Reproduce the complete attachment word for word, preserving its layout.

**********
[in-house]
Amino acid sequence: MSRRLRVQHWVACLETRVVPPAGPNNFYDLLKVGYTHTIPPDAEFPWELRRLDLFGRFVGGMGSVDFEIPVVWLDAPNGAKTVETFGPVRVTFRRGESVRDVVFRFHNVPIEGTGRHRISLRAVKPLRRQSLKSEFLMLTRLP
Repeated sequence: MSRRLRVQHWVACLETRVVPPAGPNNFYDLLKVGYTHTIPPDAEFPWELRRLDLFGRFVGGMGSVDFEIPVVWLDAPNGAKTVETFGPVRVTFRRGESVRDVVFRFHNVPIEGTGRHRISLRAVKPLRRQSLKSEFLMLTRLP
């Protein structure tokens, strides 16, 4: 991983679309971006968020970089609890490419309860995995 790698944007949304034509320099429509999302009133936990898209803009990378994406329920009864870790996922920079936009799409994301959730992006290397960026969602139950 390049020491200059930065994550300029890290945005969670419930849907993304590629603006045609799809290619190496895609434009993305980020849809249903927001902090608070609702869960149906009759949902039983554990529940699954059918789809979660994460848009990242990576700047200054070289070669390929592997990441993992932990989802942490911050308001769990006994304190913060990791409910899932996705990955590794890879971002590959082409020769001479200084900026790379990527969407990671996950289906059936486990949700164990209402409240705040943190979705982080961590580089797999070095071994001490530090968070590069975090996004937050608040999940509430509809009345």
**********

[in-house]
Amino acid sequence: MSRRLRVQHWVACLETRVVPPAGPNNFYDLLKVGYTHTIPPDAEFPWELRRLDLFGRFVGGMGSVDFEIPVVWLDAPNGAKTVETFGPVRVTFRRGESVRDVVFRFHNVPIEGTGRHRISLRAVKPLRRQSLKSEFLMLTRLP
Repeated sequence: MSRRLRVQHWVACLETRVVPPAGPNNFYDLLKVGYTHTIPPDAEFPWELRRLDLFGRFVGGMGSVDFEIPVVWLDAPNGAKTVETFGPVRVTFRRGESVRDVVFRFHNVPIEGTGRHRISLRAVKPLRRQSLKSEFLMLTRLP
């Protein structure tokens, strides 16, 4: 991983679309971006968020970089609890490419309860995995 790698944007949304034509320099429509999302009133936990898209803009990378994406329920009864870790996922920079936009799409994301959730992006290397960026969602139950 390049020491200059930065994550300029890290945005969670419930849907993304590629603006045609799809290619190496895609434009993305980020849809249903927001902090608070609702869960149906009759949902039983554990529940699954059918789809979660994460848009990242990576700047200054070289070669390929592997990441993992932990989802942490911050308001769990006994304190913060990791409910899932996705990955590794890879971002590959082409020769001479200084900026790379990527969407990671996950289906059936486990949700164990209402409240705040943190979705982080961590580089797999070095071994001490530090968070590069975090996004937050608040999940509430509809009345």